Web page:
Background check is another term for this. And yes, I know that many do leave this out of the whole selection process, but there are still enough employers who place such a premium on the reference check, to the extent that they would pin their final selection decision on the outcomes of this step, regardless of the candidate performance through the interview and psychometric.
And I mean, sure, who doesn’t want that last piece of assurance from someone who ‘knows’ the candidate and has seen their work? The background check, done professionally, not only (potentially) helps in identifying the best candidate, but may also help to reduce the risk of workplace fraud.
Fraud? Well, any recruiter can tell you how increasingly creative candidates are with fabricating their qualifications, exaggerating their experience, and concealing or misstating material facts, so yes, a well-constructed background check can help to manage the risk of employing the wrong person.
In fact, increasingly we see more and more employers requiring criminal and credit checks as part of the background check, so it can be very thorough.
You know, given that many aspects of personal information are fluid and change with every new life development and incident, there is even a trend of continuous post-employment screening where employers are able to make highly informed decisions around promotion, re-deployment and general employment retention. But what we want to really focus on is the reliability of these background checks. The way we tend to do them is, for the most part, as an afterthought.
The quality of the information obtained comes down to the skill of the caller in creating rapport with the referee and extracting information, and that information can either be of the ‘yes, no, I don’t know’ variety or the extended version, depending on who you talk to and how you talk to them, and to be honest, what mood you found them in when you called.
The typical background check as done locally is a quick phone call to the listed referees, asking them to confirm whether they know the applicant, in what capacity, and what their opinion is of the candidate’s ability to deliver on the role.
Often, the referee supplied by the candidate is a supportive, friendly individual who would say all the right things to impress the employer and help the candidate get the job.
Occasionally the referee is going to be negative and dismissive, maybe even disparaging to the point of obliterating the professional credibility of the candidate.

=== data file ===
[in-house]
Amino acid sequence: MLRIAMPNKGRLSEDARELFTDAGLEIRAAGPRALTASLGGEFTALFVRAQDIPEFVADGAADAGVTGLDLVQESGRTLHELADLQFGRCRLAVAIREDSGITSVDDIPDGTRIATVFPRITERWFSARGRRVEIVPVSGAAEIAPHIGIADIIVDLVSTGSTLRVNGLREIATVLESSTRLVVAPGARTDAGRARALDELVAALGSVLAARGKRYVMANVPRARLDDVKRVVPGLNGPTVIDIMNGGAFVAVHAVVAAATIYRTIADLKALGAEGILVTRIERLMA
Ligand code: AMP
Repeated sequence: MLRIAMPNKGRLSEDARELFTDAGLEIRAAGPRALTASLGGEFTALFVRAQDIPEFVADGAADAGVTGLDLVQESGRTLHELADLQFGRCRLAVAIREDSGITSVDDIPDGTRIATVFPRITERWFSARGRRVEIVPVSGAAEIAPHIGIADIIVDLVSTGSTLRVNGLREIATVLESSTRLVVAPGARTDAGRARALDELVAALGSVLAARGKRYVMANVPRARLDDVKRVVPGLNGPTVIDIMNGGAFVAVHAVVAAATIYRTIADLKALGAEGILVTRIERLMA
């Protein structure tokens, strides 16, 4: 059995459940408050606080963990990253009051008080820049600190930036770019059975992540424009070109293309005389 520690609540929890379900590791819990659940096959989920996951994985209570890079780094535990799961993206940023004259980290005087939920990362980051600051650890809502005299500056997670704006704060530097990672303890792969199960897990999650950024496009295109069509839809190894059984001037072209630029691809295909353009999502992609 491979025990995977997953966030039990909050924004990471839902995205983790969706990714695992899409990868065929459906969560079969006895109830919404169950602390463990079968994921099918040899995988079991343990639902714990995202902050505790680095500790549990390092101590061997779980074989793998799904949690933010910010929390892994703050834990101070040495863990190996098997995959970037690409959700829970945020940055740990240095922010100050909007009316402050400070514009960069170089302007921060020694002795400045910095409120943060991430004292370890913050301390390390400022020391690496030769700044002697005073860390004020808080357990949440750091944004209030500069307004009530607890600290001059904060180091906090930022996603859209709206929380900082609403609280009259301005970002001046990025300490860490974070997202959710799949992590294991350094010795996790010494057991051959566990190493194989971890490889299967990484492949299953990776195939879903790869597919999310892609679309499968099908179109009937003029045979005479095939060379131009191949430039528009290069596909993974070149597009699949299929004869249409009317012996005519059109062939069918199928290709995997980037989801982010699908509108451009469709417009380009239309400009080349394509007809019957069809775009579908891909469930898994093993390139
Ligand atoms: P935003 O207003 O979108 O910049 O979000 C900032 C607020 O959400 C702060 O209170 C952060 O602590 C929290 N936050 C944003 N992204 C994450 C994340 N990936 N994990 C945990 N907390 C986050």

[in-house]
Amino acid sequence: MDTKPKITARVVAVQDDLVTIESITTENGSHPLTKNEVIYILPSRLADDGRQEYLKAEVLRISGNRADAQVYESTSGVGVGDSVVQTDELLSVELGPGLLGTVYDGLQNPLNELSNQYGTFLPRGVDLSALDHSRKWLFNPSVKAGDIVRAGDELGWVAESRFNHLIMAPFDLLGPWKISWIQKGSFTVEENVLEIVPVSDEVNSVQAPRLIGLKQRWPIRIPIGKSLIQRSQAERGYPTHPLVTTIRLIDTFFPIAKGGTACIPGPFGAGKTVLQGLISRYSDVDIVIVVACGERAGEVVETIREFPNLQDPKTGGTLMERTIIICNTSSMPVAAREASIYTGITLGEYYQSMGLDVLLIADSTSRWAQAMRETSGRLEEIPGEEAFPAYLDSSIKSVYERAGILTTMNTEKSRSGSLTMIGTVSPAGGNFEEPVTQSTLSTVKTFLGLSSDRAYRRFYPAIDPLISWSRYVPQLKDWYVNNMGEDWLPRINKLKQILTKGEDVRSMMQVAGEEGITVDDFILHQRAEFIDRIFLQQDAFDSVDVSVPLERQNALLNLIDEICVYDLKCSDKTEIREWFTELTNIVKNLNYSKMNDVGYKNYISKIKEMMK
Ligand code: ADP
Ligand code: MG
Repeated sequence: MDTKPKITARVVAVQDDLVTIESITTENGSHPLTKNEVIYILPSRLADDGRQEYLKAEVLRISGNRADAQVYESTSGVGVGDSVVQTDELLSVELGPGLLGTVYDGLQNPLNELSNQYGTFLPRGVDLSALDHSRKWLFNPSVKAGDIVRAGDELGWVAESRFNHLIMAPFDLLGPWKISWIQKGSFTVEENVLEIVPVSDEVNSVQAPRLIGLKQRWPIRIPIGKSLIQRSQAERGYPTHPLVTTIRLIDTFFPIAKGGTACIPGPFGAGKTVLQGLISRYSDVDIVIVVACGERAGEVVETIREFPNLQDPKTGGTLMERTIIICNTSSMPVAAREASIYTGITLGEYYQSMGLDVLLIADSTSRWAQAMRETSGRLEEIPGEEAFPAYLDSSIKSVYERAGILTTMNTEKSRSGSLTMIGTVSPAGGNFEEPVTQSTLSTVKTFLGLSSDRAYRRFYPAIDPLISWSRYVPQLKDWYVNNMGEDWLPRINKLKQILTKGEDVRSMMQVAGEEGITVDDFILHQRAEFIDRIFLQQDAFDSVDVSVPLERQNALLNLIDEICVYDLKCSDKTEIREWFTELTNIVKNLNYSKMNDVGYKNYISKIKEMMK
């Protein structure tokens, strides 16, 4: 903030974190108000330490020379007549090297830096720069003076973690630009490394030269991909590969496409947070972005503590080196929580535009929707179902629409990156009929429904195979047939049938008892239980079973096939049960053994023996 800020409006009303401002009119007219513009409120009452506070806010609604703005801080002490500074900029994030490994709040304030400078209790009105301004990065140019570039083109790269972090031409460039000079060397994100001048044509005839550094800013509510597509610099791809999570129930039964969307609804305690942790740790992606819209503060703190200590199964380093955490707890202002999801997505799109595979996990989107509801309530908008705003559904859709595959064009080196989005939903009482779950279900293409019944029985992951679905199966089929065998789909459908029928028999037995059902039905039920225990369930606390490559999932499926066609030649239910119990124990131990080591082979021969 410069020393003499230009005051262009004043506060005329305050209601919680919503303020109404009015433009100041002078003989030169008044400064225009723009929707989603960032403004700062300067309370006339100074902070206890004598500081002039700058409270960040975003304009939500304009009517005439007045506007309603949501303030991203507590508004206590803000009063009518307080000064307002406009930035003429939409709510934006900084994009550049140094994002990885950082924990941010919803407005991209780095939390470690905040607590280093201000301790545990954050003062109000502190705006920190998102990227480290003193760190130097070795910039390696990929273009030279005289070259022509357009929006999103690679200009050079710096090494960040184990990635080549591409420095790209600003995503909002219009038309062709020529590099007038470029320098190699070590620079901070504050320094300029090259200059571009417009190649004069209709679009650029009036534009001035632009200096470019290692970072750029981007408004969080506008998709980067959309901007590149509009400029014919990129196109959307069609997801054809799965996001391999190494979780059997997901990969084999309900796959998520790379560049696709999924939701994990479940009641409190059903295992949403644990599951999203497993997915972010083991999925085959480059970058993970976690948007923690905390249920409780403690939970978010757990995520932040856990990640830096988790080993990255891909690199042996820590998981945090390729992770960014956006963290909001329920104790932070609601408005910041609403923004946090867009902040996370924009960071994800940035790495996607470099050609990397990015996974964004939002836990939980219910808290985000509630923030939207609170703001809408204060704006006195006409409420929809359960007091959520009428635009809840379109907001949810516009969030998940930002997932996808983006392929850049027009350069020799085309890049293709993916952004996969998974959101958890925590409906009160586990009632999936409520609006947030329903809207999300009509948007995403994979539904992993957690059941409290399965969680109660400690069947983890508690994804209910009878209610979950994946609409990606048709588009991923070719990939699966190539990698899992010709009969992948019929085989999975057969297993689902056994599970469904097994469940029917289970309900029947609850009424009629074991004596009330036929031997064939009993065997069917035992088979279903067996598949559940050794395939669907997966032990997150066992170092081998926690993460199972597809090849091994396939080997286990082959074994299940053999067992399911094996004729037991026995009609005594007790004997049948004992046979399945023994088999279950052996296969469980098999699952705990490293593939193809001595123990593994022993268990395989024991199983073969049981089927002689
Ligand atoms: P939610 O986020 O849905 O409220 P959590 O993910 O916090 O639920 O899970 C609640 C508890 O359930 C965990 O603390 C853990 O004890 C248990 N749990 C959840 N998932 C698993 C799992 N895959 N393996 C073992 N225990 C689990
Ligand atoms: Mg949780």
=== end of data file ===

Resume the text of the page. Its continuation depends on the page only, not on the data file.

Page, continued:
Realistically, it is difficult to call referees that you as the employer need to talk to – the current employer or supervisor – because that may place the candidate in an awkward position at work. So it means we have reduced the whole process to an opinion seeking exercise. And that’s fine, but if we are looking for opinions, we have to accept that everyone has a different opinion.
You are going to hear both good, glowing even, as well as shocking and scary opinions. But does that help you as the employer? The challenge is this. Does the role the candidate played in that environment match exactly what will obtain in your context? How much did the personality dynamics in that environment contribute to the feedback now provided as the reference?
Did that work environment have the sort of support necessary to enable performance, so that if the referee says the candidate under-delivered, we can take the feedback as objective and indicative of the candidate’s capabilities? What is the quality of the management/leadership that was provided to the candidate, so that if the feedback negatively points to disengagement and attitude problems for instance, we can take that as reliable? This is not to say that an employee can never be justifiably rated as undesirable and counter-productive.
This is not to say that an employee can never be fairly rated as highly exemplary and singularly important to the success of the team. All this is doing, is asking how well constructed is the background check tool being used, is it both valid and reliable, is it objective? Or are we comfortable obtaining subjective feedback that will be used to decide someone’s career move?
Should we rather keep these background checks to the legal minimum of obtaining confirmation of dates of employment, position, and pay scale? Should it really matter to the prospective employer whether the candidate resigned or was fired? Do we think there is still room for background checks, or reference checks? Professionally, I think they will always be relevant.
I think they have a role in the selection process, if they are properly constructed and professionally administered. And I think we need to be able to filter out the unnecessary detail that will inevitably be poured into the process by the referee.
We should be trained to hear what is relevant to our purposes, and filter out what is based on the ‘motives’ of the referee, either way. Happy recruiting.